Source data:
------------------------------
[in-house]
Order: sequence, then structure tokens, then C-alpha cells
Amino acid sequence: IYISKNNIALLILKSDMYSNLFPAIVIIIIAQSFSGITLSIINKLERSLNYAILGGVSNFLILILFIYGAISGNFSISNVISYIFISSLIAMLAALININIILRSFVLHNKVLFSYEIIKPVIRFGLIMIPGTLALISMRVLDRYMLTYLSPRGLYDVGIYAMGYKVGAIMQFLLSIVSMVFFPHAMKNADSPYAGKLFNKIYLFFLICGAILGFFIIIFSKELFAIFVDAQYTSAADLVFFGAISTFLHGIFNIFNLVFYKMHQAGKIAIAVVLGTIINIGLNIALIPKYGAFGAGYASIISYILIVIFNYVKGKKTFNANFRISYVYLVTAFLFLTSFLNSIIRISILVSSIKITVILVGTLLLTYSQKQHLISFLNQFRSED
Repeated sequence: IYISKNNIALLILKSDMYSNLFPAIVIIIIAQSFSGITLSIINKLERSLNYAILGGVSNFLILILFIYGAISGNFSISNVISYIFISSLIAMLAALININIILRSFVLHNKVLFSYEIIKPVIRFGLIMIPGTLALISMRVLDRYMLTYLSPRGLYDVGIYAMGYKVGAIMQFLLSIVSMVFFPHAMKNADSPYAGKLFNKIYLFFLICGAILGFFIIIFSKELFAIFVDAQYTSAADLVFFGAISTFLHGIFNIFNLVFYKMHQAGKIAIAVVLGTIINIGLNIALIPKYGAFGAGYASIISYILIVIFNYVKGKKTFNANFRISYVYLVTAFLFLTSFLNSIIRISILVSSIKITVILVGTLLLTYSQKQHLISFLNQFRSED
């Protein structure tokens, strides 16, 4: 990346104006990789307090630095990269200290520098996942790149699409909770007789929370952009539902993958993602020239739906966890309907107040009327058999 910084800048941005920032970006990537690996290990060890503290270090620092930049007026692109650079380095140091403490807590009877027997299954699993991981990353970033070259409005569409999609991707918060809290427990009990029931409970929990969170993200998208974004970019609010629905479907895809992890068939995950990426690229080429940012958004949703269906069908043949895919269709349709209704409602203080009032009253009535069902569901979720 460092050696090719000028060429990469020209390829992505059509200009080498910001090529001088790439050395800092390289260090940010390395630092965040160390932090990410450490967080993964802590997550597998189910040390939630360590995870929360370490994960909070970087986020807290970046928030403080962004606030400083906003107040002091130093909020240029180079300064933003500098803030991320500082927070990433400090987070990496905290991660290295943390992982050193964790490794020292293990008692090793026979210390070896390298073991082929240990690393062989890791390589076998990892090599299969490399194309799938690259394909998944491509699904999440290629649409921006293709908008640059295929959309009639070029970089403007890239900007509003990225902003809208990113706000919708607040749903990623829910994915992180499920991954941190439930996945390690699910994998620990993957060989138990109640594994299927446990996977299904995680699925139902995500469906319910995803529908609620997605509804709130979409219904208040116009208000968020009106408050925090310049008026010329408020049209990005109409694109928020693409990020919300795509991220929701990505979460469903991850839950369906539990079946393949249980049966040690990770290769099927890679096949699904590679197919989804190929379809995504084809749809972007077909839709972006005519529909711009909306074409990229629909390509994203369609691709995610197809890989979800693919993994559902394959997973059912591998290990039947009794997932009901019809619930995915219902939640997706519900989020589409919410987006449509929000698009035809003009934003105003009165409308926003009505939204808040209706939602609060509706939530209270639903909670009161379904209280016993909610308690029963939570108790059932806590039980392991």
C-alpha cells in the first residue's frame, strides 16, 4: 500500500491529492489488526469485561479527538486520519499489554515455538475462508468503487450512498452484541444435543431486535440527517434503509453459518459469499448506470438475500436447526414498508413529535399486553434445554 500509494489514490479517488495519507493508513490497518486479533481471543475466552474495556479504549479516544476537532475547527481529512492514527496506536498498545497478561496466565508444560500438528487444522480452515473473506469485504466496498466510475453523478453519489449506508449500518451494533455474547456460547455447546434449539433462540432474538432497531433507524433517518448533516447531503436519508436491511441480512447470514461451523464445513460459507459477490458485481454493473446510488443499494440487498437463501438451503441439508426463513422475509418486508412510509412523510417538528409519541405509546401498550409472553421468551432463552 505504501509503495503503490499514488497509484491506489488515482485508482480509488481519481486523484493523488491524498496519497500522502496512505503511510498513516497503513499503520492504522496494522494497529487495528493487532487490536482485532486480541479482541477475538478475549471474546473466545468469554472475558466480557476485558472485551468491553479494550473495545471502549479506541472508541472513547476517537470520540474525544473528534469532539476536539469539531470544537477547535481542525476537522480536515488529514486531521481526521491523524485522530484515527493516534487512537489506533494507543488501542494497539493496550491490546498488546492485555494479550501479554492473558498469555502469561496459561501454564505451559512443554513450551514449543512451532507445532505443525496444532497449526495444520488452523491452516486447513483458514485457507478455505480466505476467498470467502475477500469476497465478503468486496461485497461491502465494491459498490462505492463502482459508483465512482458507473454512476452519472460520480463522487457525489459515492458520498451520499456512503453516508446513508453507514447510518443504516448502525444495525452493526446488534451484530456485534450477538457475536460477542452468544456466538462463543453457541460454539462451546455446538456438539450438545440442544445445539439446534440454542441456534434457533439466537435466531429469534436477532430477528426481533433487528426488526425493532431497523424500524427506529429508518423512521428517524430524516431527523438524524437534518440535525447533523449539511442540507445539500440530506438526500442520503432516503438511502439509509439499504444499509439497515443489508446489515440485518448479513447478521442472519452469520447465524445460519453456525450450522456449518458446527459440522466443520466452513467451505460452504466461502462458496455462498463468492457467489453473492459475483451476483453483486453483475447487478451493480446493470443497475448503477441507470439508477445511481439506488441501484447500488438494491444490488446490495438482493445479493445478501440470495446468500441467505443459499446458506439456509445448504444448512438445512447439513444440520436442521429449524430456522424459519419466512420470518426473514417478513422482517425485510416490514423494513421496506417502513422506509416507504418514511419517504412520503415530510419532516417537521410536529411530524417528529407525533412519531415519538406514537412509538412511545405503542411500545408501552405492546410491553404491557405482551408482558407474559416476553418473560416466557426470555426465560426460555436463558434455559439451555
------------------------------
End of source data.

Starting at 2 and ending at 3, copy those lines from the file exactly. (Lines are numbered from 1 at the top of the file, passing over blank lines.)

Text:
Order: sequence, then structure tokens, then C-alpha cells
Amino acid sequence: IYISKNNIALLILKSDMYSNLFPAIVIIIIAQSFSGITLSIINKLERSLNYAILGGVSNFLILILFIYGAISGNFSISNVISYIFISSLIAMLAALININIILRSFVLHNKVLFSYEIIKPVIRFGLIMIPGTLALISMRVLDRYMLTYLSPRGLYDVGIYAMGYKVGAIMQFLLSIVSMVFFPHAMKNADSPYAGKLFNKIYLFFLICGAILGFFIIIFSKELFAIFVDAQYTSAADLVFFGAISTFLHGIFNIFNLVFYKMHQAGKIAIAVVLGTIINIGLNIALIPKYGAFGAGYASIISYILIVIFNYVKGKKTFNANFRISYVYLVTAFLFLTSFLNSIIRISILVSSIKITVILVGTLLLTYSQKQHLISFLNQFRSED